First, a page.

|From:||Dave Chinner <firstname.lastname@example.org>|
|Subject:||[PATCH 0/12] Per superblock cache reclaim|
|Date:||Thu, 2 Jun 2011 17:00:55 +1000|
|Cc:||email@example.com, firstname.lastname@example.org, email@example.com|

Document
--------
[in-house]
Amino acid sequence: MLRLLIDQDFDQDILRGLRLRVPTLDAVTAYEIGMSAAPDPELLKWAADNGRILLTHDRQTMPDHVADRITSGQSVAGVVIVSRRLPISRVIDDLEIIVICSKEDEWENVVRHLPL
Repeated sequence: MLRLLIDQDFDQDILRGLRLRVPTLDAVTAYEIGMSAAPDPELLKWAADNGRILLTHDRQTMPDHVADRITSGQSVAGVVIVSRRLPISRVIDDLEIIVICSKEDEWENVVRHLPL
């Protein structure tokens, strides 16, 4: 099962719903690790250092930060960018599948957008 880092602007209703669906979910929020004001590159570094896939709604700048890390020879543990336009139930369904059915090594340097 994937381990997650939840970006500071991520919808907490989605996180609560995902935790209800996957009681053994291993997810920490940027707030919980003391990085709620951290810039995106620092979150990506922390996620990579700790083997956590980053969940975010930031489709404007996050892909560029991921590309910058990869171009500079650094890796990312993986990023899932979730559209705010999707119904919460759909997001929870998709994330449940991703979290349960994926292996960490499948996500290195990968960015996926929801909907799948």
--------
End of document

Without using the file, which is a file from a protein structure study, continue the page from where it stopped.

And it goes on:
This series converts the VFS cache shrinkers to a per-superblock shrinker, and provides a callout from the superblock shrinker to allow the filesystem to shrink internal caches proportionally to the amount of reclaim done to the VFS caches. The motivation for this work is that the VFS caches are dependent caches - dentries pin inodes, and inodes often pin other filesystem specific structures. The caches can grow quite large and it is easy for them to get unbalanced when they are shrunk independently. Reclaim is also focussed on sharing reclaim batches across all superblocks rather than within a superblock, so often reclaim calls only remove a few objects from each superblock at a time. This means that we touch lots of superblocks and LRUs one every shrinker call, and we have to traverse the superblock list all the time. This leads to life-cycle issues - we have to ensure that the superblock we are trying to work on is active and won't go away, and also ensure that the unmount process synchronises correctly with active shrinkers. This is complex and the locks involved cause issues with lockdep refularly reporting false positive lock inversions. Firstly, however, there are several longstanding bugs in the VM shrinker infrastructure that need to be fixed. Firstly, we need to add tracepoints so we can observe the behaviour of the shrinker calculations. Secondly, the shrinker scan calculations are not SMP safe and that is causing shrinkers to either miss work they should be doing, or doing a lot more work than they should. With these fixes in place, I found the reason that I was not able to balance system behaviour on my first attempt at per-sb shrinkers. When a shrinker repeatedly returns "-1" to avoid deadlocks, like will happen when a filesystem is doing GFP_NOFS memory allocations during transactions (and that happens *a lot* during filesystem intensive workloads), then the work is delayed by adding it to shrinker->nr for the next shrinker call to do. This causes the shrinker->nr to increase until it is 2x the number of objects in the cache, and so when the shrinker is finally able to do work, it is effectively told to shrink the entire cache to zero. Twice over. You'll never guess how I found it - the tracepoints I added, perhaps? This problem is fixed by only allowing the shrinker->nr to wind up to half the size of the cache when there are lots of little additions caused by deadlock avoidance. This is sufficient to maintain current levels of performance whilst avoiding the cache trashing problem. So, back to the VFS cache shrinkers. To avoid all the above problems, we can use the per-shrinker context infrastructure that was introduced recently for XFS. By adding a shrinker context to each superblock and registering the shrinker after the superblock is created and unregistering it early in the unmount process we avoid the need for specific unmount synchronisation between the shrinker and the unmount process. Goodbye iprune_sem. Further, by having per-superblock shrinker callouts, we no longer need to walk the superblock list on every shrinker call for both the dentry and inode caches, nor do we need to proportion reclaim between superblocks. That simplifies the cache shrinking implementation significantly. However, to take advantage of this, the first thing we need to do is convert the inode cache LRU to a per-superblock LRU. This is trivial to do - it's just a copy of the dentry cache infrastructure. The inode cache LRU can also be trivially converted to a lock per superblock as well, so that is done at the same time. [ Note that it looks like the same change can be made to the dentry cache LRU, but the simple conversion from the global dcache_lru_lock to per-sb locks results in occasional, strange ENOENT errors during path lookups. So that patch is on hold. ] With a single shrinker - prune_super() - that can address both the per-sb dentry and inode LRUs, it is a simple matter of proportioning the reclaim batch between them. This is done simply by the ratio of objects in the two caches, and the dentry cache is pruned first so that it unpins inodes before the inode cache is pruned. Now that we have prune_super(), reclaiming hundreds of thousands or millions of dentries and inodes in batches of 128 objects does not make much sense. The VM shrinker infrastructure uses a batch size of 128 so that it can regularly reschedule if necessary. The dentry cache pruner already has reschedule checks, and it is trivial to add them to the VFS and XFS inode cache pruners. With that done, there is no reason why we can't use a much larger reclaim batch size and remove more objects from each cache on each visit to them. To do this, add a per-shrinker batch size configuration field, and configure prune_super() to use a larger batch size of 1024 objects. This reduces the number of times we need to make calculations, traffic locks and structures, and means we spend more time in cache specific loops than we would with a smaller batch size. This reduces the overhead of cache shrinking. Overall, the changes result in steady state cache ratios on XFS, ext4 and btrfs of 1 dentry : 3 inodes. The state ratio is 1 inused inode : 2 free inodes (the in-use inode is pinned by the dentry). The following chart demonstrate? ext4 (left) and btrfs (right) cache ratios under steady state 8-way file creation conditions. http://userweb.kernel.org/~dgc/shrinker/ext4-btrfs-cache-... For XFS, however, the situation is slightly more complex. XFS maintains it's own inode cache (the VFS inode cache is a subset of the XFS cache), and so needs to be able to keep that synchronised with the VFS caches. Hence a filesystem specific callout is added to the superblock pruning method that is proportioned with the VFS dentry and inode caches. Implementing these methods is optional, and this is done for XFS in the last patch in the series. XFS behaviour at different stages of the patch series can be seen in the following chart: http://userweb.kernel.org/~dgc/shrinker/per-sb-shrinker-c... The left-most traces are from a kernel with just the VM shrink_slab() fixes. The middle trace is the same 8-way create workload, but with the inode cache LRU changes and the per-sb superblock shrinker addressing just the VFS dentry and inode caches. The right-most (partial) workload trace is the full series with the XFS inode cache shrinker being called from prune_super(). You can see from the top chart that the cache behaviour has much less variance in the middle trace with the per-sb shrinkers compared to the left-most trace. Also, you can see that the XFS inode cache size follows the VFS inode cache residency much more closely in the right-most trace as a result of using the prune_super() filesystem callout. Yes, these XFS traces are much more variable that the ext4 and btrfs charts, but XFS is putting significantly more pressure on the caches and most allocations are GFP_NOFS, hence triggering the wind-up problems described above. It is, however, much better behaved than the existing shrinker behaviour (worse than the left-most trace with the VM fixes) and much better than the previous (aborted) per-sb shrinker attempts: http://userweb.kernel.org/~dgc/shrinker-2.6.36/fs_mark-2.... http://userweb.kernel.org/~dgc/shrinker-2.6.36/fs_mark-2.... http://userweb.kernel.org/~dgc/shrinker-2.6.36/fs_mark-2.... --- The following changes since commit c7427d23f7ed695ac226dbe3a84d7f19091d34ce: autofs4: bogus dentry_unhash() added in ->unlink() (2011-05-30 01:50:53 -0400) are available in the git repository at: git://git.kernel.org/pub/scm/linux/people/dgc/xfsdev.git per-sb-shrinker Dave Chinner (12): vmscan: add shrink_slab tracepoints vmscan: shrinker->nr updates race and go wrong vmscan: reduce wind up shrinker->nr when shrinker can't do work vmscan: add customisable shrinker batch size inode: convert inode_stat.nr_unused to per-cpu counters inode: Make unused inode LRU per superblock inode: move to per-sb LRU locks superblock: introduce per-sb cache shrinker infrastructure inode: remove iprune_sem superblock: add filesystem shrinker operations vfs: increase shrinker batch size xfs: make use of new shrinker callout for the inode cache Documentation/filesystems/vfs.txt | 21 ++++++ fs/dcache.c | 121 ++++-------------------------------- fs/inode.c | 124 ++++++++++++------------------------- fs/super.c | 79 +++++++++++++++++++++++- fs/xfs/linux-2.6/xfs_super.c | 26 +++++--- fs/xfs/linux-2.6/xfs_sync.c | 71 ++++++++------------- fs/xfs/linux-2.6/xfs_sync.h | 5 +- include/linux/fs.h | 14 ++++ include/linux/mm.h | 1 + include/trace/events/vmscan.h | 71 +++++++++++++++++++++ mm/vmscan.c | 70 ++++++++++++++++----- 11 files changed, 337 insertions(+), 266 deletions(-) -- To unsubscribe, send a message with 'unsubscribe linux-mm' in the body to firstname.lastname@example.org. 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